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http://journals.plos.org/plosone/article?id=10.1371/journal.pone.0218444PLOS
http://www.ncbi.nlm.nih.gov/pmc/articles/PMC6638825PMC
February 2020

Osteolytic Lesions in Primary Myelofibrosis and Effect of Ruxolitinib Therapy: Report of a Case and Literature Review.

Chemotherapy 2018 9;63(6):340-344. Epub 2019 Apr 9.

Hematology Division, Foundation IRCCS Ca' Granda Ospedale Maggiore Policlinico, Milan, Italy,

Here, we report the case of a young female affected by primary myelofibrosis (PMF) who developed an osteolytic lesion of the humerus during the follow-up, and the possible efficacy of ruxolitinib in controlling this rare event. After 26 years of follow-up, the patient reported onset of acute pain at the proximal region of the left upper limb. An X-ray revealed an osteolytic bone lesion in the proximal third of the humeral shaft, which was then confirmed by magnetic resonance imaging. A biopsy of the lytic lesion was done, revealing hypercellular bone marrow with hyperplastic granulopoiesis associated with megakaryocytic proliferation and atypia, accompanied by a diffuse and dense increase in reticulin fibrosis with extensive intersections and coarse bundles of thick fibers, consistent with a grade 3 collagen fibrosis. No new therapeutic intervention was initially required; however, 2 years later, the patient reported symptomatic splenomegaly and drenching night sweats, so ruxolitinib therapy was started. By week 8, the patient had near resolution of constitutional symptoms and a reduction of > 50% of the spleen size that normalized by 6 months; in addition, a repeat bone marrow biopsy showed a decrease in reticulin fibrosis grade. Interestingly, after 9 months of ruxolitinib therapy, further magnetic resonance imaging of the left upper limb showed the absence of bone lytic lesions and a substantial normalization of the bone tissue. In conclusion, with the present case report, we confirm ruxolitinib efficacy in reducing bone marrow fibrosis grade and assume its possible role in the resolution of osteolytic lesions in PMF. Obviously, further studies with a greater number of patients are needed to document the exact frequency of these unusual findings and the possible role of ruxolitinib in their treatment.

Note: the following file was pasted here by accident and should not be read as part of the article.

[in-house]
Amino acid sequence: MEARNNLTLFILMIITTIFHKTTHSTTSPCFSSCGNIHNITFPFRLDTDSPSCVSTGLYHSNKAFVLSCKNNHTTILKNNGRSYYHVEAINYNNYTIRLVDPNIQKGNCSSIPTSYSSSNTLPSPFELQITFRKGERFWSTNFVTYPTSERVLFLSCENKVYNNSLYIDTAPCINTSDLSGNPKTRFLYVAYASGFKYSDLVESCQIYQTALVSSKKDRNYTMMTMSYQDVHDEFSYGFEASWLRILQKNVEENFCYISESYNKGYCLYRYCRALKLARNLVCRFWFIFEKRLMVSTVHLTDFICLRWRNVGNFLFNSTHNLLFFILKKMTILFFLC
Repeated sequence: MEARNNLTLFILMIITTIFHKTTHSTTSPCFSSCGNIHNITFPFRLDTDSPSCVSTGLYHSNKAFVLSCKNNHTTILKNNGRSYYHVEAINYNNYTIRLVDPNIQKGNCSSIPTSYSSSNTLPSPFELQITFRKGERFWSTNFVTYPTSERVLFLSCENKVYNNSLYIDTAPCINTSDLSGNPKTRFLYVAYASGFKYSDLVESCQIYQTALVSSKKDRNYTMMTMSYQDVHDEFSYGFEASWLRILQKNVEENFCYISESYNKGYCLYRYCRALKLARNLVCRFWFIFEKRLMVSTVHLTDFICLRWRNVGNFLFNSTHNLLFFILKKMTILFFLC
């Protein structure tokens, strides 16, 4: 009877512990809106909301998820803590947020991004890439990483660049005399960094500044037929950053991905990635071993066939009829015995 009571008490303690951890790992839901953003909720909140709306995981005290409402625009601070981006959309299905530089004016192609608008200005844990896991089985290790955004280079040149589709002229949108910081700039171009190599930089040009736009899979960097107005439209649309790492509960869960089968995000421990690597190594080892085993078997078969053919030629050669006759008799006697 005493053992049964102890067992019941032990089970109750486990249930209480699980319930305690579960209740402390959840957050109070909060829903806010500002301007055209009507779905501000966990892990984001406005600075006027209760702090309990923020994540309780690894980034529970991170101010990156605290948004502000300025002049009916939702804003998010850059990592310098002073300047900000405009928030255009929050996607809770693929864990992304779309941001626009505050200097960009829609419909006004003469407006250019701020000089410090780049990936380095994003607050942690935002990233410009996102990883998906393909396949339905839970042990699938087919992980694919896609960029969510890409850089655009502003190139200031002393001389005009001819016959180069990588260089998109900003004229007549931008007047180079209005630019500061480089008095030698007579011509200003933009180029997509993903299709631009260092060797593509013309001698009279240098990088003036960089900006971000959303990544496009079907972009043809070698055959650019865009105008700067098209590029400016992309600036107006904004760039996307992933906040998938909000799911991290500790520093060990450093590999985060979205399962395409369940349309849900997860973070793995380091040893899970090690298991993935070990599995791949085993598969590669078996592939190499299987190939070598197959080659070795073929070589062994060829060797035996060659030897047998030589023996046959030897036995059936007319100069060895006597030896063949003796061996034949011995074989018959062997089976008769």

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http://dx.doi.org/10.1159/000497246DOI Listing
May 2019

Digital PCR improves the quantitation of DMR and the selection of CML candidates to TKIs discontinuation.

Cancer Med 2019 05 4;8(5):2041-2055. Epub 2019 Apr 4.

Unit of Blood Diseases and Stem Cell Transplantation, DPT of Clinical and Experimental Sciences, University of Brescia, ASST Spedali Civili di Brescia, Brescia, Italy.

Treatment-free remission (TFR) by tyrosine kinase inhibitors (TKI) discontinuation in patients with deep molecular response (DMR) is a paramount goal in the current chronic myeloid leukemia (CML) therapeutic strategy. The best DMR level by real-time quantitative PCR (RT-qPCR) for TKI discontinuation is still a matter of debate. To compare the accuracy of digital PCR (dPCR) and RT-qPCR for BCR-ABL1 transcript levels detection, 142 CML patients were monitored for a median time of 24 months. Digital PCR detected BCR-ABL1 transcripts in the RT-qPCR undetectable cases. The dPCR analysis of the samples, grouped by the MR classes, revealed a significant difference between MR and MR (P = 0.0104) or MR (P = 0.0032). The clinical and hematological characteristics of the patients grouped according to DMR classes (MR vs MR ) were superimposable. Conversely, patients with dPCR values <0.468 BCR-ABL1 copies/µL (as we previously described) showed a longer DMR duration (P = 0.0220) and mainly belonged to MR (P = 0.0442) classes compared to patients with higher dPCR values. Among the 142 patients, 111 (78%) discontinued the TKI treatment; among the 111 patients, 24 (22%) lost the MR or MR . RT-qPCR was not able to discriminate patients with higher risk of MR loss after discontinuation (P = 0.8100). On the contrary, according to dPCR, 12/25 (48%) patients with BCR-ABL1 values ≥0.468 and 12/86 (14%) patients with BCR-ABL1 values <0.468 lost DMR in this cohort, respectively (P = 0.0003). Treatment-free remission of patients who discontinued TKI with a dPCR <0.468 was significantly higher compared to patients with dPCR ≥ 0.468 (TFR at 2 years 83% vs 52% P = 0.0017, respectively). In conclusion, dPCR resulted in an improved recognition of stable DMR and of candidates to TKI discontinuation.
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http://dx.doi.org/10.1002/cam4.2087DOI Listing
http://www.ncbi.nlm.nih.gov/pmc/articles/PMC6536984PMC
May 2019

Excellent outcomes of 2G-TKI therapy after imatinib failure in chronic phase CML patients.

Oncotarget 2018 Mar 12;9(18):14219-14227. Epub 2018 Feb 12.

Division of Hematology and Bone Marrow Transplantation, Department of Medical Area, ASUI Udine, Udine, Italy.